The court made findings which were substantially in accordance with the facts stated above. It also made findings as follows: During the period in which the partnership interest was the corpus of the trust, Bleakley received his share of the partnership profits in full. During the period in which the 192 shares of corporation stock were the corpus of the trust, Bleakley received, through the trustee, all the dividends which were declared and paid on the 192 shares. During the period last mentioned, not all the earnings of the company were declared and paid as dividends but some were retained for the benefit and the best interests of the company. During the entire period of the 1939 agreement, Bleakley received, through the trustee or directly from Carnes, all the salary-offset payments required to be paid by Carnes pursuant to the agreement. Bleakley was aware at all times of the provisions of the agreement, and he never made a request or demand on Benfeldt or Couper that the 192 shares of stock, or any part thereof, be sold to provide him with money in addition to the sums which he had received. In the early part of January 1952, Bleakley and Carnes entered into an oral agreement by the terms of which Carnes agreed to advance to Bleakley $90 a month, as a series of loans, until the amounts payable to Bleakley under the 1939 agreement equalled or exceeded the minimum of $1,440 a year. Carnes further agreed that on Bleakley's death, he would make no claim against Bleakley's estate for "said sum" if the shares were not sold and remained in the trust. Bleakley agreed to keep intact the corpus of the trust, consisting of the shares, and agreed not to exercise his right to have the shares sold for his benefit. The amount of $90 a month, or $1,080 a year, was substantially equal to the amount of $1,440 a year, less the income tax chargeable thereto. A confidential relationship never existed between Bleakley and Carnes. Carnes never acted as trustee under the 1939 agreement. The relationship of trustee and beneficiary never existed between Carnes and Bleakley. Following the defalcation by Benfeldt, the business affairs of the corporation were conducted in a reasonable and [209 Cal. App. 2d 585] prudent manner, and in the best interest of its shareholders. The accumulation of corporation earnings during the period involved in this litigation were reasonable under the circumstances and business conditions. Carnes never exerted any influence or power over Benfeldt or Couper so as to cause either of them to fail to act, or to act improperly, as trustees under the 1939 agreement and the modifications thereof.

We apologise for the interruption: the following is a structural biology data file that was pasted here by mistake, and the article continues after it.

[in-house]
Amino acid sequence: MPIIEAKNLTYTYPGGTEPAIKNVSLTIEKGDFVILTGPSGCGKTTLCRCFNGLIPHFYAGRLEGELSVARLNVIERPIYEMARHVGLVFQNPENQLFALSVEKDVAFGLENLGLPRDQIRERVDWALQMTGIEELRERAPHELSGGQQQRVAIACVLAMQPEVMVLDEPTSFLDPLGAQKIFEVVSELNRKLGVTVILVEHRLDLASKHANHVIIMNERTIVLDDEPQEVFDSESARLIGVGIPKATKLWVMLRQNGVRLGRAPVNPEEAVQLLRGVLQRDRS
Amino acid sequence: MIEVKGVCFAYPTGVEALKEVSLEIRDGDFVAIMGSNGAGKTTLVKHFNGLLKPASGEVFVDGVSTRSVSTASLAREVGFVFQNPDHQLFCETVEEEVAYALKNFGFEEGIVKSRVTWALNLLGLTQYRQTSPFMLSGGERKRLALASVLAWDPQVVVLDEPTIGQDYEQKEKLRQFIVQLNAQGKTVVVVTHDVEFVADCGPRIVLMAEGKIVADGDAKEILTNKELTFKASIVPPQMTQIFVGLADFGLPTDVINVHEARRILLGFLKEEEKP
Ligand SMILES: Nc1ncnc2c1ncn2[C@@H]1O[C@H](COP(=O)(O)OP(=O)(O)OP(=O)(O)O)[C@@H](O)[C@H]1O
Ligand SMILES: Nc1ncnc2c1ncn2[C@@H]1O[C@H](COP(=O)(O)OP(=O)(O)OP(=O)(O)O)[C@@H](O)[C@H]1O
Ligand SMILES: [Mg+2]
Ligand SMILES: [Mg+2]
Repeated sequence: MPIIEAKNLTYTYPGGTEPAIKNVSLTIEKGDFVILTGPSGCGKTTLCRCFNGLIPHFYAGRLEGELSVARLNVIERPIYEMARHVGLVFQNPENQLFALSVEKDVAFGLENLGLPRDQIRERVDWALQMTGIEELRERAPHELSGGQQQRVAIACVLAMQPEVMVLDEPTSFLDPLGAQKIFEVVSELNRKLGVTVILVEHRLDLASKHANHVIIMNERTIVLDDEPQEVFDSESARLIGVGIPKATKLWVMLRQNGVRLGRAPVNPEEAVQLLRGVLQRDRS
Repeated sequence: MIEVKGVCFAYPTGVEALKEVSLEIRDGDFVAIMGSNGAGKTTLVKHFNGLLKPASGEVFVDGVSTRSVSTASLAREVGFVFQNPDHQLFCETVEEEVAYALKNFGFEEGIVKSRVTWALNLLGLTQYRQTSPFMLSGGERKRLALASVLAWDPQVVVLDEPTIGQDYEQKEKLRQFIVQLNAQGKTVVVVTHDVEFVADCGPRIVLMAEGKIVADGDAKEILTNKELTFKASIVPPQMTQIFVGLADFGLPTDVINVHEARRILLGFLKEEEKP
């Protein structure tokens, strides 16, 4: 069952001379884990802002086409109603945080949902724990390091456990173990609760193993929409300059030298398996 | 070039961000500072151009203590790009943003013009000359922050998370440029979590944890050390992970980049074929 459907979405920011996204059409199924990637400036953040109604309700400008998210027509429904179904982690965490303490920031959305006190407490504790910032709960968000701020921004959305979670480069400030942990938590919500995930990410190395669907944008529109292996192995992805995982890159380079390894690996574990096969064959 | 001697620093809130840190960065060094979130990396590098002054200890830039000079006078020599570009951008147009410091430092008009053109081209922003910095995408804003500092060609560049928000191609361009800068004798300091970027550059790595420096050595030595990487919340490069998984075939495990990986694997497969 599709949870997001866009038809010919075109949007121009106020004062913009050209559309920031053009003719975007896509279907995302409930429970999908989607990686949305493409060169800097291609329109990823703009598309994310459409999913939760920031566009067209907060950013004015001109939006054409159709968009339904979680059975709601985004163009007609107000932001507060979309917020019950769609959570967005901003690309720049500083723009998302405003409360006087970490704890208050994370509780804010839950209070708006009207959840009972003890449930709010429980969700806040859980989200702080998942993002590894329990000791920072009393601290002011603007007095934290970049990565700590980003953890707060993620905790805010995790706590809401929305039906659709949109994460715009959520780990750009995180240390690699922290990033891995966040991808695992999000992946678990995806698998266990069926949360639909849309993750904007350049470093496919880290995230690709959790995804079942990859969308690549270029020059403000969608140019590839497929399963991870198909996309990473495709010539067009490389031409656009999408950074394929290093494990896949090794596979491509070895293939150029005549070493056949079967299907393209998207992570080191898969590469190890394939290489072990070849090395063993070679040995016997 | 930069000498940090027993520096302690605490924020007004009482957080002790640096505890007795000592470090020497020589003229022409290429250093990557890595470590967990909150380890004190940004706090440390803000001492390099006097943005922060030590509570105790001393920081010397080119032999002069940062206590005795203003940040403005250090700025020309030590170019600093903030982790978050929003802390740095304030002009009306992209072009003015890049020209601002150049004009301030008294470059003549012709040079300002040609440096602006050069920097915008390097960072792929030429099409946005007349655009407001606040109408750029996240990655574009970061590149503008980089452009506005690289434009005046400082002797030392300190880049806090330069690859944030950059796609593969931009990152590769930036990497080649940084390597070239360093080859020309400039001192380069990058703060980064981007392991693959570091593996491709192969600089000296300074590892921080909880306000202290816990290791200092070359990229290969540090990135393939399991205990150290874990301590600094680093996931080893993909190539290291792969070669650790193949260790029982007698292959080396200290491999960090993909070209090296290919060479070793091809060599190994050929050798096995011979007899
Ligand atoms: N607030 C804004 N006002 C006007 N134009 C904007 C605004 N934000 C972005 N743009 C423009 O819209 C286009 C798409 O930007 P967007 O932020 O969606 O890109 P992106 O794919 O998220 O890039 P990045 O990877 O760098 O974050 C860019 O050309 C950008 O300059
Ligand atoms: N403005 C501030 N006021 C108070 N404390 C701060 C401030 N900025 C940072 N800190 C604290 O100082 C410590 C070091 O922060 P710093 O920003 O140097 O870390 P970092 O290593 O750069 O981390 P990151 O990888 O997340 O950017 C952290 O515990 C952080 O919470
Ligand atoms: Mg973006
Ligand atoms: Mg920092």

The court concluded that the 1939 agreement is ambiguous in that it cannot be determined therefrom (1) whether the salary-offset payments (the percentage of Carnes' salary payable to Bleakley) were to be included with the dividend payments in order to determine whether Bleakley had received the minimum annual sum of $1,440, or (2) how much of the corpus of the trust might be sold in the event Bleakley received less than $1,440 in any year, i.e., whether the amount to be sold would be that which would be necessary to provide the difference between the amount which Bleakley had received and $1,440, or the difference between the amount he had received and $3,000. The proper interpretation of the agreement is that the salary-offset payments were to be included with the income payments received from the corpus of the trust in order to determine whether Bleakley had received the minimum payment of $1,440 in any year; and that in the event Bleakley received less than $1,440 in any year from those two sources, so much of the corpus of the trust might be sold to provide him with the difference between the sum he received and $3,000. The agreement was modified in 1941 by an executed oral agreement between Bleakley and Carnes by the terms of which it was agreed that the dividends in 1941 would be restricted, that in 1942 large dividends would be declared to compensate for the small dividends in 1941, and that the trustee should not sell the shares to make up any deficit in the payments to Bleakley for 1941. With the exception of the year 1943, Bleakley received all sums he was entitled to receive under the terms of the 1939 agreement as modified by the oral agreements made in 1941 and 1952. Bleakley waived his right to demand the sale of any of the corpus of the trust for the deficit in payment during 1943. The 1939 agreement was modified by an executed oral agreement made by the parties in or about January 1952, by the terms of which Carnes agreed to advance to Bleakley, as loans, $90 a month so long as the dividends and salary-offset payments did not equal or exceed $1,440 a year; and Bleakley agreed that he would not require that shares of stock be sold, [209 Cal. App. 2d 586] but would cause the corpus to remain intact; and Carnes agreed that if no shares of the trust corpus were sold he would not seek repayment of the loans. The trust terminated upon the death of Bleakley and, by the terms of the 1939 agreement, Couper was required to distribute the 192 shares of corporation stock to Carnes. Couper has performed all his duties as trustee in compliance with the terms of the agreement as modified. Carnes has performed fully all the agreements to be performed by him, and has complied with the terms of the 1939 agreement as modified. Bleakley received everything he was entitled to receive under the agreement as modified. Carnes is the owner of the 192 shares of stock and plaintiff has no rights or interest in said shares. Plaintiff is not entitled to any relief against Carnes.